So you’ve created a successful app, but now what?

The one thing that’s common across all entrepreneurs is an unquestionable optimism. Entrepreneurs are so optimistic about their ideas that sometimes they border on delusional. Which isn’t always a bad thing, because that bordering-on-delusional optimism will keep you going when you need it to, and give you a sense of dogged persistence that you might not have otherwise.

But it can be a barrier to getting funding. You’ve got to sit in front of a venture capitalist, and show them that not only do you believe in the idea, but that they should believe in it too.

Having been on both sides of the table–as an entrepreneur starting companies and pitching to investors, and from a background in mergers and acquisitions, I can tell you what works and what doesn’t.

There are four key points that play a vital role in getting funding for your startup:

#1. Be Pragmatic

 Most entrepreneurs who don’t get funded after years of trying are in one of these scenarios:

  • The market isn’t mature enough yet
  • They can’t communicate the idea well enough
  • They’re straight-up delusional about what they’re working on

Before you actually go and pitch a VC, you need to get a reality check on your idea. There is a chance that you’re seeing a gap in your industry that other people aren’t seeing, and if thought leaders, advisors, and mentors in the industry see that gap too, it validates your idea to an extent. On the other hand, if they don’t, they might be able to give you enough feedback to pivot the idea and make it less delusional.

You need to remember that VCs are dealing with wannabe entrepreneurs day in, day out, all day, every day. They can read you in the first three minutes or less, and see if you’re delusional or if you know your stuff. They can tell if you’ve done enough homework in this industry and if you’re going to make money on it.

Venture capitalists want to work with entrepreneurs that they’re comfortable with–after all, they’re trusting their money or their LP’s money with you. They want to invest only in entrepreneurs that aren’t delusional and that are working on an idea with some potential.

#2: The Overall State of the Business

You can seek funds at any part of the process:

  • When you’re just starting the business and still in the idea phase
  • When you’ve got some income coming in but want to grow your business to the next level
  • When you’ve got a successful business up and running and want to grow it exponentially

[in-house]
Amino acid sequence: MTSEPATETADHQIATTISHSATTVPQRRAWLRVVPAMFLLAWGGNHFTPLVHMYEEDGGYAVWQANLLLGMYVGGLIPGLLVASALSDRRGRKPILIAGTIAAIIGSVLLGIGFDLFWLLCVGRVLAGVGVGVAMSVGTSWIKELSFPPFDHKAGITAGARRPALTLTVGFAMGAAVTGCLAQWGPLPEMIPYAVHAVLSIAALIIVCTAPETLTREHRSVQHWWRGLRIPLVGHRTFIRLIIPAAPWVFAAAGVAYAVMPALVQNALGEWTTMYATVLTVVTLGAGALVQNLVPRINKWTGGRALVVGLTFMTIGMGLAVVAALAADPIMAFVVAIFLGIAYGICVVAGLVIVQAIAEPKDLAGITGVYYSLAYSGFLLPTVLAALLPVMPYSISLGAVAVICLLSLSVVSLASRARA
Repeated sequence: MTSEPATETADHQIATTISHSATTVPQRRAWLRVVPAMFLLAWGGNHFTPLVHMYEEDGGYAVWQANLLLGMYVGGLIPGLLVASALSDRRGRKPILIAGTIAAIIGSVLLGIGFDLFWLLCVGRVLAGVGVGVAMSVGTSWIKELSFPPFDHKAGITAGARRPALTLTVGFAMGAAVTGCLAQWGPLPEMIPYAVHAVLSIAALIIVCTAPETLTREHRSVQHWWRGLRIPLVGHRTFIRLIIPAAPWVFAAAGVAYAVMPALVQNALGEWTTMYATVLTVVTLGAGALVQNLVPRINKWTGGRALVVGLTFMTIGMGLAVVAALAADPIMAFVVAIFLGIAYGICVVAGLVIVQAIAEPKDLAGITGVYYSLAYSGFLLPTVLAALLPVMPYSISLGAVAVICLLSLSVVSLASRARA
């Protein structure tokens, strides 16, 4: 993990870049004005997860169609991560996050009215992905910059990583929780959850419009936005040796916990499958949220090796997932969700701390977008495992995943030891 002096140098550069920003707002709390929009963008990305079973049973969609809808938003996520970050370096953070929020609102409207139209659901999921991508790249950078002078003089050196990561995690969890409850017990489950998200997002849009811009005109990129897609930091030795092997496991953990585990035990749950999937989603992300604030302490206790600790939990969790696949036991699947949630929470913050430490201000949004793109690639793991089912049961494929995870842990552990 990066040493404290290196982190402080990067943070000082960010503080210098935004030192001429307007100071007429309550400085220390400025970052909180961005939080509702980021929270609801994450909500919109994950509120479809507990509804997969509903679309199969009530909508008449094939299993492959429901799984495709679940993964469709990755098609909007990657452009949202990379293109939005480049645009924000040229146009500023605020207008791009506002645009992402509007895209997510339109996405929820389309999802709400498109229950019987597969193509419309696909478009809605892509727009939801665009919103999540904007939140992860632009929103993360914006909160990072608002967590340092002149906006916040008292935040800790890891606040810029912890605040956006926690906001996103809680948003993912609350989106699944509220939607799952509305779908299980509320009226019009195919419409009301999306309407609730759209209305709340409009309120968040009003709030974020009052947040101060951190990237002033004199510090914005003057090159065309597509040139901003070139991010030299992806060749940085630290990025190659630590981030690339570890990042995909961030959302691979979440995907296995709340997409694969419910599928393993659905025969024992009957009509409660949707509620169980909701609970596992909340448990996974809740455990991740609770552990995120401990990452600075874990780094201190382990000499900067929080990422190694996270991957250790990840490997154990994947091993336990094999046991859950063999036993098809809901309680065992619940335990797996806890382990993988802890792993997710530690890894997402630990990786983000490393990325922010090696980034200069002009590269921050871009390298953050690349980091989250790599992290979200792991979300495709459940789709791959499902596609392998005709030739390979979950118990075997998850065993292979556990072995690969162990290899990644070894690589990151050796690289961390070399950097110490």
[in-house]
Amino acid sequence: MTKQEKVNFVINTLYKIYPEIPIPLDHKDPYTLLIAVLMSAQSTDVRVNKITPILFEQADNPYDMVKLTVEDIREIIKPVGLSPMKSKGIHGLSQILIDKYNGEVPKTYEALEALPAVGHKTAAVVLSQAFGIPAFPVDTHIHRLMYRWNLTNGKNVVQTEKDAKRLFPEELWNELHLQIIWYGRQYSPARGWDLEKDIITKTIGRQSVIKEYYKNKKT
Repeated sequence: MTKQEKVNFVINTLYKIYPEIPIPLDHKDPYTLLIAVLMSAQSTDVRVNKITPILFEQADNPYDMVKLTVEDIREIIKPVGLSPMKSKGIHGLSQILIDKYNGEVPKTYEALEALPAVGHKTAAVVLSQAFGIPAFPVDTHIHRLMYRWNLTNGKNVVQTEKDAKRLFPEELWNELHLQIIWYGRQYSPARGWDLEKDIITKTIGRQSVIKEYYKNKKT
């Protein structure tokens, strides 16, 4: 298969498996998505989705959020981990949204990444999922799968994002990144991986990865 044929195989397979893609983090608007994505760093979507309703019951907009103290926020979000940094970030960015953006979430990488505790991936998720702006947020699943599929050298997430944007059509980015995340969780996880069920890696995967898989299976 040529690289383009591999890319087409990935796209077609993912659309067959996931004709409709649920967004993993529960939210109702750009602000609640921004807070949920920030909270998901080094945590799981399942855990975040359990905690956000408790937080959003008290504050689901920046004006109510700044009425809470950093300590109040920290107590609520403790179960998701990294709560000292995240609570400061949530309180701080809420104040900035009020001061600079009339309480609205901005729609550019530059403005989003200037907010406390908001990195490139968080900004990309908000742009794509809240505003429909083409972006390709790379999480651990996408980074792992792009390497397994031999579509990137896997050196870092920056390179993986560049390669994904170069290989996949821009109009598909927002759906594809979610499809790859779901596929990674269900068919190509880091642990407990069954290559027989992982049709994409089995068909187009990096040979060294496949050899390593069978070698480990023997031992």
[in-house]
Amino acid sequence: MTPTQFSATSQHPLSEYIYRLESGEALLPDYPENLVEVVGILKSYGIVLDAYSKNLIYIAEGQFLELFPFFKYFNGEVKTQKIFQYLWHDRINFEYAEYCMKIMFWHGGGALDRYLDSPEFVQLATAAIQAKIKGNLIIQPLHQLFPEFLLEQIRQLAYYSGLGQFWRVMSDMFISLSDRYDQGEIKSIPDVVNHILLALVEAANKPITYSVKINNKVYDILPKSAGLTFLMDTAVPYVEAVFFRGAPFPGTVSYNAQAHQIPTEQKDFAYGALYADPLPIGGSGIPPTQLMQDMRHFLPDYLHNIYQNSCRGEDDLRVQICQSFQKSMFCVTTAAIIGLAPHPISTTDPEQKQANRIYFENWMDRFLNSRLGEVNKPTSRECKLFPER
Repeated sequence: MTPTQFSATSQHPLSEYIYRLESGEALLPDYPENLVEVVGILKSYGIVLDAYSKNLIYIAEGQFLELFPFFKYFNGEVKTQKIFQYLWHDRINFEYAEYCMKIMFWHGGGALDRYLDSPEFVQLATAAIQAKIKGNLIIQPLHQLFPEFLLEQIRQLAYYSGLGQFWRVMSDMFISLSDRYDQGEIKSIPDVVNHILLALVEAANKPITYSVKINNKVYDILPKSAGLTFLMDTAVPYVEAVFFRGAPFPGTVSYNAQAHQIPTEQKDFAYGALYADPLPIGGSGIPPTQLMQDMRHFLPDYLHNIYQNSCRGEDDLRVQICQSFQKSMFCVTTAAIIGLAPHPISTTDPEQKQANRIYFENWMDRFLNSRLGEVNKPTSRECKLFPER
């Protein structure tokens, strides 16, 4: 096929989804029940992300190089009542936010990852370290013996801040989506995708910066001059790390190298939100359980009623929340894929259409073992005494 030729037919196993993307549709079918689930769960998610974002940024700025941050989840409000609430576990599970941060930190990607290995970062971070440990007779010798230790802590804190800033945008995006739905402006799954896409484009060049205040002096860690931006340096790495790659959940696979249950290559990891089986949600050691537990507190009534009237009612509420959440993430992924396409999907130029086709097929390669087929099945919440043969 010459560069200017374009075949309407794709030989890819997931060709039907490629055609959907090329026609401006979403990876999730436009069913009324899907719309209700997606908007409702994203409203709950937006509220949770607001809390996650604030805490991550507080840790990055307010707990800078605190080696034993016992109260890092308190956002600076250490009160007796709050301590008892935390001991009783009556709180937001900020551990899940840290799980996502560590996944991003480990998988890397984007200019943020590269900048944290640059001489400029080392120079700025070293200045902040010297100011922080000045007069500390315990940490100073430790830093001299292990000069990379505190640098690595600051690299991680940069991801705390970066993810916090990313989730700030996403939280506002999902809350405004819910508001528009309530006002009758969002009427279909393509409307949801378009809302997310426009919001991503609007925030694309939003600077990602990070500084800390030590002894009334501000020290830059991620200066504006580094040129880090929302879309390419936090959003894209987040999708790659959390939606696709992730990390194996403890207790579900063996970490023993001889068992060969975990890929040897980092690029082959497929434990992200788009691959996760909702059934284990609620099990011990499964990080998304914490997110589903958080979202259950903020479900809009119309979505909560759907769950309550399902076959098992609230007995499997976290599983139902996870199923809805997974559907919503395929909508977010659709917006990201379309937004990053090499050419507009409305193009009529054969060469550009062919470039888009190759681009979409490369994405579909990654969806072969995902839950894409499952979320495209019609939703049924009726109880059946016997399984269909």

There isn’t necessarily a right or wrong way, but your chances of success with a VC are much higher if you have a success metric of some sort. That’s how you can show that there’s real potential in your business and that it’s not just a pipe dream.

And when I say “success metric,” I don’t mean KPIs or over-complicated metrics. I mean that you have a customer paying you money. End of story. You might have fifty or a hundred or five hundred or more customers, but at the end of the day, it comes down to that you have people paying you for the value you’re providing to them. Extra bonus points if they’re coming back or paying you over and over again on a regular basis.

There are a lot of entrepreneurs that raise funds at the idea stage of the business. But there are so many people working on similar ideas in different parts of the world that you pitching on just an idea and going for that marketing can show you haven’t done your homework. You need to actually study those competitors or people doing the same things and show the VC that you’re pitching how you’re ahead of the curve and doing something right (or at least be able to point out what they’re doing wrong).

We went to a VC when we knew we had money coming in, a very high active user percentage, and we could show we were profitable. We needed the money to go to the next stage: hiring more people, extra marketing, and so on. And having those success metrics is what let us actually get the funding we needed.

#3: What You Actually Need

You might not realize it, but you don’t just need the money. You need the person with the money, because no matter how smart you are, you can’t do it by yourself or with just your partner. You need that external perspective to stay on track.

By looking to find a VC that already has experience and a community, and who:

  • Will be willing guide you through the process and point out what will fail, or what will work
  • Will help you look at companies that have already done it, and keep your company ahead of the competition and who can make
  • Comes with a strong built-in network, to make connections to mentor you through the process of both success and failure

You’re putting yourself far ahead of the competition. You don’t just need their check, and if that’s all you’re looking for, you’re in the wrong spot. To succeed, you need to be humble enough to accept that you actually need guidance along the way, and you should look for a team that will give you that guidance.